With all the scary stuff about identity fraud, banking scams on the internet and the issues around disclosing bank details, I wondered why banks don't take a leaf out of the encryption book? In sending secure messages it is common practice to have the concept of a public and a private key. A message is encrypted using a public key, but can only be decrypted by someone with the matching private key. So, I can publish my public key on my website or in email without compromising security.
The same idea could be used by banks to protect our accounts from withdrawal. We often need to provide banking details for someone to deposit money - at least that is the intent. But the same details could potentially be exploited to withdraw money. My point is that we could have "deposit only" accounts in the banking system which would only allow deposit transactions. This would mean that we could freely publish these details without concern. Within the bank, there would be a linked account with another number, known only to the owner of the two accounts, from which withdrawals could be made.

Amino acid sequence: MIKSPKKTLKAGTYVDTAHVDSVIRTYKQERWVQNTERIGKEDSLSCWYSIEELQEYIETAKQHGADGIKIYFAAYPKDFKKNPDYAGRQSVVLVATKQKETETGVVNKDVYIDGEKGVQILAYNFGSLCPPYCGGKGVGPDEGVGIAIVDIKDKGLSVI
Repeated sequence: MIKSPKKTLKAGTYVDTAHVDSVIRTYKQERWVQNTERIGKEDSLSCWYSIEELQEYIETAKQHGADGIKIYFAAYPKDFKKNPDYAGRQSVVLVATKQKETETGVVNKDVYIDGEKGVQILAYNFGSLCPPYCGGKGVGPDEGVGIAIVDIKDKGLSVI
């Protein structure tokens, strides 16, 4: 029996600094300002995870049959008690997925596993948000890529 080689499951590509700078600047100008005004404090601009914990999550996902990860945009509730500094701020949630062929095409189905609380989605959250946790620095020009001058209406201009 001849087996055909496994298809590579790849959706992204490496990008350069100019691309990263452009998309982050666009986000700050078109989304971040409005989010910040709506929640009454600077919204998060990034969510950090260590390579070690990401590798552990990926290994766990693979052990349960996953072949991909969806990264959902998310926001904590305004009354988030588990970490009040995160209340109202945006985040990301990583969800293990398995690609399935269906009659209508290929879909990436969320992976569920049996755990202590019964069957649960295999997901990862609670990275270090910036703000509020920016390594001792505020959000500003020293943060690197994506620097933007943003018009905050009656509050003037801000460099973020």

Funnily enough, the cryptographers got the idea for the public / private key from bankers - the physical system used to protect safety deposit boxes where both the bank and the owners keys had to be present to open the box.